Sidney Walton, a globe-trotting ninety-year-old and veteran of the Second World War, has only one regret: that he didn’t jump at the opportunity, in 1940, to meet one of the only remaining veterans of the American Civil War. So now he’s on a mission to visit all the states of the union to ensure that anyone who wants a chance to meet a legitimate veteran of the Second World War will have the opportunity he failed to take up.
A native New Yorker, Walton’s journey is called the “No Regrets Tour,” and it started in March at the National WWII Museum in New Orleans. He has since met five governors, including Gov. Andrew Cuomo in Albany on Friday, May 18th.
The three weeks previous, he had enjoyed statehouse meetings with the governors of Rhode Island, Maine, Massachusetts, and Connecticut. He intends to meet with the President of the United States, Donald Trump, on his one-hundredth birthday.
Sidney admits that his primary regret in life was turning down the opportunity to meet with veterans of the Civil War in Manhattan’s Central Park prior to his own enlistment in the army in 1941.
Sidney Walovnick was born in 1919 on Manhattan’s Lower East Side to Eastern European Jewish immigrants. Sidney grew up in Brooklyn before changing his last name to Walton.
Walton’s military service was in the China-Burma-India region after he broke his ankle during combat training in 1944, stalling his destined involvement in the battle for Europe with his infantry unit. Ultimately, he received his discharge in 1946.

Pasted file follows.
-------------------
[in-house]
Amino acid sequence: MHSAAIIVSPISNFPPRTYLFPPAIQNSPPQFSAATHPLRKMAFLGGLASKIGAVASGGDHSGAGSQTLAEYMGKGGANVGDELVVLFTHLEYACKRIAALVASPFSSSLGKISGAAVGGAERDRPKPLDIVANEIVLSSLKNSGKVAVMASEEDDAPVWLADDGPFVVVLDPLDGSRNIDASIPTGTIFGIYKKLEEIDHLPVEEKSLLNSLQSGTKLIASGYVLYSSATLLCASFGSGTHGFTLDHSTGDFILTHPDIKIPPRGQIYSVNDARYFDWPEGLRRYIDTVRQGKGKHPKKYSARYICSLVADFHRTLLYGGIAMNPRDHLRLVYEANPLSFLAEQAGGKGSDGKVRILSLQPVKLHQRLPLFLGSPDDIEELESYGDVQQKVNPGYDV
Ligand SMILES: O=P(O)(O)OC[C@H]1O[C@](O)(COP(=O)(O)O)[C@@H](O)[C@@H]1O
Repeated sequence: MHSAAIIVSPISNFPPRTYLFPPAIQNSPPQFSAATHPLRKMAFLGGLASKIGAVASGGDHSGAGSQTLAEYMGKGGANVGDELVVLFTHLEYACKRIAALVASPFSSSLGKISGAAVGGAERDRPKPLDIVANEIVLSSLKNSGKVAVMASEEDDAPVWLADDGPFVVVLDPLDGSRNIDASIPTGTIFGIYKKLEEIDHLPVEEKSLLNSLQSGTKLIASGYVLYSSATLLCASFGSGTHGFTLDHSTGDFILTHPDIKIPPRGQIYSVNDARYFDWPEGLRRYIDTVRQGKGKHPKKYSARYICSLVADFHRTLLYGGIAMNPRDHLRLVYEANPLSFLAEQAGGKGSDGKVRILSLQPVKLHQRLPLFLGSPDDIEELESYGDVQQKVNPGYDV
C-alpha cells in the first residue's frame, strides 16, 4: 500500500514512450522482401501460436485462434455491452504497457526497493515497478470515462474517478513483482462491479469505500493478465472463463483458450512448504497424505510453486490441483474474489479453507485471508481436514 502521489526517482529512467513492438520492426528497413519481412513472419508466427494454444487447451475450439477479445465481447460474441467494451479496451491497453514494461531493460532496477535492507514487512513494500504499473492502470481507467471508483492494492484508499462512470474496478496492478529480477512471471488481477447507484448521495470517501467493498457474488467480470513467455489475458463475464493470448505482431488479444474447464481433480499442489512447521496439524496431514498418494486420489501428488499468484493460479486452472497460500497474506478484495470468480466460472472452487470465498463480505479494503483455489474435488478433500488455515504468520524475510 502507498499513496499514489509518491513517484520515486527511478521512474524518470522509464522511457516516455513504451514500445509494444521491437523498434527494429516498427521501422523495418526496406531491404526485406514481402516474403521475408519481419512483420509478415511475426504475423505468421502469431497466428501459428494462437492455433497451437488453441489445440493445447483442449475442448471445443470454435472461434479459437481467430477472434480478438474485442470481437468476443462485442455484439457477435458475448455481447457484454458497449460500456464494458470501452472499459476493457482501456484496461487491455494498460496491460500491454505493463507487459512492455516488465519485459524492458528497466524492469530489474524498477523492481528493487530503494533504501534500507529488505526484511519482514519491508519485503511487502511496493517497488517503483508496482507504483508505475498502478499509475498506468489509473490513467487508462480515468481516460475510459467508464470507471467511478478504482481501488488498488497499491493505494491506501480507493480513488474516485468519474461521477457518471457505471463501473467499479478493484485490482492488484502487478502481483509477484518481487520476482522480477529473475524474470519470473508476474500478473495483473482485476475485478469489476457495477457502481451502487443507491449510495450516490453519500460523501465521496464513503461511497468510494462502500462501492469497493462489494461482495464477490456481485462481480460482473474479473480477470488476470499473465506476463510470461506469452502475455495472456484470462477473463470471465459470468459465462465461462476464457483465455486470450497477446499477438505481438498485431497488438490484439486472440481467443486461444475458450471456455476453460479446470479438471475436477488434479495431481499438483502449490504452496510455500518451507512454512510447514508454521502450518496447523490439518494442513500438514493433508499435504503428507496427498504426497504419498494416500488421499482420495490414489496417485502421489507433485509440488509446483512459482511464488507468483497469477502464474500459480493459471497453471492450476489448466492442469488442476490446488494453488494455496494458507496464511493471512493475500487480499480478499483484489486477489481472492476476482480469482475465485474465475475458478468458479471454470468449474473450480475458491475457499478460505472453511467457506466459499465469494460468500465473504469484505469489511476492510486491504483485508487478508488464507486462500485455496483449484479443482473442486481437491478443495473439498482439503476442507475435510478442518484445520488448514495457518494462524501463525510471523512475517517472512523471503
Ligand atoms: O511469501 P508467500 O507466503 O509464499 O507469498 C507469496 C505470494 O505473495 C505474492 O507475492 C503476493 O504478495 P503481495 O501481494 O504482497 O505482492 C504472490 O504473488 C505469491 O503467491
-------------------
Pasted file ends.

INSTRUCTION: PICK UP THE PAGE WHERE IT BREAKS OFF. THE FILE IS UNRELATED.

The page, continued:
Walton went home and got married and worked as a chemical engineer until his retirement. Now he’s joined by his 62-year old son Paul, who left the hotel business years ago to take care of his aging father, as he intends to visit each state capital.
Walton’s most fervent hope regarding his “No Regrets Tour” is that he can raise awareness regarding the rate that veterans of the Second World War are dying off. His intention is to extend the opportunity to meet with him and chat with a survivor of the Second World War to as many people as he can.
When his father turned 94, Paul realized that his father may not have much time left, and all he had been doing up till then was keeping him in San Diego when there was so much more life left to be lived. So Paul sold most of his belongings and together they started this journey to travel wherever life called.
The trip has taken them to thirty countries and has included attendance at events like Mardi Gras, the Stanley Cup Playoffs, the Super Bowl, Oscars, Emmy and Tony Awards.
Sidney even has his own website chronicling his exploits, including meeting with the Dalai Lama and Britain’s Prince Harry. They have also met a not at all exhaustive list of pop culture stars including Katy Perry, Usher, John Legend, Nicole Kidman and more. Rihanna wore his WWII visor during a concert as a salute to the veteran. In a bid to experience 119-degree heat, they drove on a whim to Anza Borrego. The website chronicling the Waltons’ journey is called GoSidneyGo.com.
“It feels so good to do this for my dad,” Paul Walton said.
After a private meeting with the Waltons, Governor Cuomo presented Sidney with the Governor’s Medal for Public Service. The next step in the journey for the Waltons was the Central Park Boathouse on May 18th, where he hoped he could provide some young man or woman the opportunity to do what he passed-up all of those many years ago – meet a veteran of a war long since passed.